Experiments in plant tissue culture, 40-41 (1985)

Charcoal in Tissue Culture
John H Dodds, Lorin Watson Roberts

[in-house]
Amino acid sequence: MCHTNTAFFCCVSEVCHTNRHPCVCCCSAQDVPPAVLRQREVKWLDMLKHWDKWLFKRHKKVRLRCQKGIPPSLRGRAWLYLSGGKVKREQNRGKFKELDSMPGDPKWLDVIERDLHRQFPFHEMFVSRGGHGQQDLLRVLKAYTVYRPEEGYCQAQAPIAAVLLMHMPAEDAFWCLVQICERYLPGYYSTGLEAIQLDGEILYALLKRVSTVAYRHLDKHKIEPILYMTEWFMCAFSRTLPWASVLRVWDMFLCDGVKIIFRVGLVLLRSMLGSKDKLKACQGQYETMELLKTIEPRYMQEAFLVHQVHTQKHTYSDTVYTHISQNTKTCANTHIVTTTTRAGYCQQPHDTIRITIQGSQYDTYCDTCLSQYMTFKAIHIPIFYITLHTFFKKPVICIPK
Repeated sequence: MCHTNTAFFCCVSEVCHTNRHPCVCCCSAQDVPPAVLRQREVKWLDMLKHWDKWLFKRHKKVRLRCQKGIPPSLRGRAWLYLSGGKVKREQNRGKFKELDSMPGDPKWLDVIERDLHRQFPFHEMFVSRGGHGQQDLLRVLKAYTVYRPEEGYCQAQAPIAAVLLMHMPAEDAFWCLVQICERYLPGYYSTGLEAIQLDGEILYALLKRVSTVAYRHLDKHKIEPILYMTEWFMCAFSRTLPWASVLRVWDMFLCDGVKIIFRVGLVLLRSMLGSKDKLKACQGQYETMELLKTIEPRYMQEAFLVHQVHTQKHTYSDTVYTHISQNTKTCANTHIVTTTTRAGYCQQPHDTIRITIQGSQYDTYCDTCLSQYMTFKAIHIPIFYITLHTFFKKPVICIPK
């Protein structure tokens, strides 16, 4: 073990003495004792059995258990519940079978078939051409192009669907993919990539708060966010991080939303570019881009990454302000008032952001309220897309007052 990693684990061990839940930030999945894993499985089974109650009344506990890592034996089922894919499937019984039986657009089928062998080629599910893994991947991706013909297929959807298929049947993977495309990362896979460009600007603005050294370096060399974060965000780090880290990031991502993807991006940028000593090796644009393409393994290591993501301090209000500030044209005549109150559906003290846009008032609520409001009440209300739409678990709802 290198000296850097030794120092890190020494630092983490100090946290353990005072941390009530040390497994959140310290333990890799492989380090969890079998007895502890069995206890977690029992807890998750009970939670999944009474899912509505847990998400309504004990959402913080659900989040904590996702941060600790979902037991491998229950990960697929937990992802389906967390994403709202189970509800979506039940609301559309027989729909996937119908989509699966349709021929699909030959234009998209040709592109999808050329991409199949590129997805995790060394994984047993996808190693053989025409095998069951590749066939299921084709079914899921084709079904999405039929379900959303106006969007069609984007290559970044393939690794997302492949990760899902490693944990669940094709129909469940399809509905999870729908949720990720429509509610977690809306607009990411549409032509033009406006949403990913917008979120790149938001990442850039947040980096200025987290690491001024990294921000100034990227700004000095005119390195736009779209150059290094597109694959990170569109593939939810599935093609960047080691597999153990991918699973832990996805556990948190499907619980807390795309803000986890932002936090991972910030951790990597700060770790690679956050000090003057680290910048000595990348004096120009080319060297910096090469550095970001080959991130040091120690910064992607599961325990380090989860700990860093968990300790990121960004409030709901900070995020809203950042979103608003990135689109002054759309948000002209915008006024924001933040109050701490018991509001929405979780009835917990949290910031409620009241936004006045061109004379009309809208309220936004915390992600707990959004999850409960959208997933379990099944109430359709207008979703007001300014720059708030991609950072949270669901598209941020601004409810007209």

Charcoal. Activated charcoal will adsorb many organic and inorganic molecules from a culture medium (Mattson and Mark, 1971), and this substance has been used in a variety of tissue culture systems. Although the precise effects of charcoal are unknown, there are several possible modes of operation. It may remove contaminants from agar (Kohlenbach and Wernicke, 1978) and secondary products secreted by the cultured tissues (Wang and Huang, 1976; Fridborg et al., 1978), or possibly regulate the supply of certain endogenous growth regulators (Reinert and Bajaj, 1977). In addition, some of the effects of activated charcoal may be due to darkening of the support matrix and thus approximating more closely soil conditions (Proskauer and Berman, 1970). As a medium supplement activated charcoal has been reported to stimulate embryogenesis (Kohlenbach and Wernicke, 1978). On the other hand, the presence of this absorbent can have inhibitory effects on growth and morphogenesis in vitro (Constantin, Henke, and Mansur, 1977; Fridborg et al., 1978). The type of activated charcoal used is important, because the adsorptive characteristics are dependent on the manufacturing process (Bonga, 1982). Wood charcoal is considerably higher in carbon content in comparison to bone charcoal, and the latter preparation contains ingredients that may adversely affect plant tissue cultures (Bonga, 1982). Further information on the effects of charcoal-supplemented media can be found in chapters 11 and 14.